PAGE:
Thursday, October 11, 2007

Cameron slaughters Brown at PMQs

A lot has been said about the mugging that passed for parliamentary procedure which occurred yesterday. It had been widely predicted that Brown would get a kicking from Cameron, and he did. Simon Hoggart sums it up pretty well in the Guardian, and if this is the view of the centre-left press then a Labour Prime Minister must know how badly things went. Do PMQs matter though? William Hague was pretty good against Tony Blair, but it never translated into electoral support. So, can the Brownites laugh it off as the doings of the Westminster bubble, disconnected from the real world? Well, there are some key differences between the Hague/Blair dynamic and what the situation today. Most importantly, Tony Blair always operated inside a coherent political strategy that he did not allow to be deflected by short-term events. He also had a very good team around him, who understood how to operate in the face of the modern media. The other thing was that while Hague often spoke very well, Blair was pretty good too and he was always willing to laugh at himself in a way that kept the whole affair pretty good-humoured. For Brown, in contrast, strategy seems to consist of lurching from one short-term wheeze to another and his media operation seems to think that you can tell bare-faced, obvious lies and no-one will know or care. His personal performance is also pretty bad, and he loses his temper far too easily. It was also astonishing how little support he seemed to get from his own troops in the House. In fact it seemed that they were genuinely appalled at his poor performance.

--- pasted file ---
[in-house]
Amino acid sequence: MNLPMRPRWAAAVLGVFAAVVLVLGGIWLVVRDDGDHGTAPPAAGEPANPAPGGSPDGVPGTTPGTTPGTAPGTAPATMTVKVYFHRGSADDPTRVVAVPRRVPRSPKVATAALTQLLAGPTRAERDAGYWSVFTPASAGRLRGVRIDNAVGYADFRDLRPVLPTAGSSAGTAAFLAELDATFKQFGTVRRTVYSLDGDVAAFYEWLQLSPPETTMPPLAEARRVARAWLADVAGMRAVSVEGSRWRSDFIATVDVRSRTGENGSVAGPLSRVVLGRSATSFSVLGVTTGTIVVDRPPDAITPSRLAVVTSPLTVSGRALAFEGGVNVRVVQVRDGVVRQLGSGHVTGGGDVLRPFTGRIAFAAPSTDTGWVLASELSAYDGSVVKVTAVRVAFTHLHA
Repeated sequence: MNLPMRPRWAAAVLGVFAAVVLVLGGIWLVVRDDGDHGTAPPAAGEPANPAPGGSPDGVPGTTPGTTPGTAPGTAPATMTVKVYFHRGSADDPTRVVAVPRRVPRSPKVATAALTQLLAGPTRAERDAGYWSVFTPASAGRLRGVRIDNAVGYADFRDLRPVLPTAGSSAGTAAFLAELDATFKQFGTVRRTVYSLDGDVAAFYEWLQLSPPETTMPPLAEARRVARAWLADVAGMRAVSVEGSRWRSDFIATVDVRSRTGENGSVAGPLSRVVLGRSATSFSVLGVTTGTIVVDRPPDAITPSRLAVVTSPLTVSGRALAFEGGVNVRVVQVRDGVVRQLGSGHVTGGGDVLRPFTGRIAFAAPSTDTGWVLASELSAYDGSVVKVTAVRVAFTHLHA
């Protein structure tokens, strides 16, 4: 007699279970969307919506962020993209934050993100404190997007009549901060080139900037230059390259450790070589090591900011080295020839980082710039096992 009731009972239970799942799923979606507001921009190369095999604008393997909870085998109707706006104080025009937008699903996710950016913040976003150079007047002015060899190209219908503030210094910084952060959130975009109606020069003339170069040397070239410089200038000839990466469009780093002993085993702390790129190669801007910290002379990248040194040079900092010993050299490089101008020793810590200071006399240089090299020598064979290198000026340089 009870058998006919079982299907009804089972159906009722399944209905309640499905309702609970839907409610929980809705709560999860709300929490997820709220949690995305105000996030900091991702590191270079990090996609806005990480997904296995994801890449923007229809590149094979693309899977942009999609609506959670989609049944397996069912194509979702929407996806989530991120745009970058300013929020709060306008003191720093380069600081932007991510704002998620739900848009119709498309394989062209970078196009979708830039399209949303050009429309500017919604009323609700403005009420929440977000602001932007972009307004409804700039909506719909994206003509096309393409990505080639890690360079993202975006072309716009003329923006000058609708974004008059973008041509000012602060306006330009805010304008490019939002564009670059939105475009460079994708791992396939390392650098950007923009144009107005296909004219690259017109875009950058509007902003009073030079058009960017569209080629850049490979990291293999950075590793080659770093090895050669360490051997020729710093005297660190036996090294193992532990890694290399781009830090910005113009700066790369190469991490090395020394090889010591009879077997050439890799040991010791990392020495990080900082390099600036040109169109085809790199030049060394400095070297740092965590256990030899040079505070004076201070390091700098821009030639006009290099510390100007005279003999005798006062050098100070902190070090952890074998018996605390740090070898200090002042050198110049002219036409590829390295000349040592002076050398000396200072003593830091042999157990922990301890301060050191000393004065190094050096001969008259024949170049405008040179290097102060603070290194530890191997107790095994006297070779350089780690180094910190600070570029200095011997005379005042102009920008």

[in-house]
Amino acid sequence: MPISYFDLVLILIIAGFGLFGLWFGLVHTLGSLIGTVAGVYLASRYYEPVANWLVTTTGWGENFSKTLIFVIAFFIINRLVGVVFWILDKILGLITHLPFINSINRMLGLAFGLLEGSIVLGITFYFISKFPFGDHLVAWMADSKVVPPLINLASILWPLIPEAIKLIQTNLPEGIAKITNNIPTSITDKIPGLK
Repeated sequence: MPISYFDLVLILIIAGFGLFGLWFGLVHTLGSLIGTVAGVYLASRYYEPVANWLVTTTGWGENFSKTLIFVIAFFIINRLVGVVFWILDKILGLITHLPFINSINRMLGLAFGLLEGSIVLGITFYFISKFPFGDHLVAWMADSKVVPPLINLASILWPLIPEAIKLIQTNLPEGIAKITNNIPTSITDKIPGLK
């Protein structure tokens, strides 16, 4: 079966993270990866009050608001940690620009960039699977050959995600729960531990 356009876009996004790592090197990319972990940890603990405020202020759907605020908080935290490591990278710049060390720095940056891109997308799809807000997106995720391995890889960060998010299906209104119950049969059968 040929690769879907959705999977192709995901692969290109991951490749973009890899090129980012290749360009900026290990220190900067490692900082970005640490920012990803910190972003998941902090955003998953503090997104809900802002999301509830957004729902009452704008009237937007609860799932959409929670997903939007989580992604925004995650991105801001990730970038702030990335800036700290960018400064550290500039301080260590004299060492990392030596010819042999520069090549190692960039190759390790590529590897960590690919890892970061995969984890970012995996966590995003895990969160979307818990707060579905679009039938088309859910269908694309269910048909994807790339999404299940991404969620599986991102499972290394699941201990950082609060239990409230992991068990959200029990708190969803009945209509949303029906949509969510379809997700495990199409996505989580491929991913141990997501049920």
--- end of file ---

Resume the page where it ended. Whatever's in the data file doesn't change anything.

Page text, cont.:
Does it matter? I think that it does, not because we have a good speaker up against a weaker opponent, but because it illustrates that we have a good leader up against a weaker opponent. And people are noticing.

Wednesday, October 10, 2007

Darling steals Conservative Ideas on Inheritance Tax

What a great political stunt, lifting your political opponents ideas and passing them of as your own. Look at how Brown grinned as Conservative Inheritance Tax proposals were repackaged and parroted by Darling; that will show Cameron and his crowd, won't it? In fact I suspect that the more politically savvy members of the Labour Party are holding their heads in despair at this latest stunt. The trick to political leadership, especially for a Prime Minister, is to be seen to rise above the party political battle, to reach out to the broad sweep of your people, and to do what is right for the country. Tony Blair understood this, so did Margaret Thatcher, and Bill Clinton was a great exponent in the US. The reason why this is a good idea is two-fold, firstly because it is actually what a national leader should do, and secondly because it encourages electoral support from people across the political spectrum, not just your own base. The statesman was the narrative that Brown promoted for his first 100 days, and that he has junked in the last two weeks. Yesterday, he went for the partisan, again, which is good for a headline, but toxic to any attempt to build the kind of broad centre-left coalition that Tony Blair managed to maintain. Worse, by lifting Conservative ideas on tax-cuts he actually legitimised both Conservative ideas and tax-cuts, and both will be harder to dismiss in the future. David Cameron has certainly figured this out, and in today's PMQ's he went for Brown in a way that would have just looked petty before.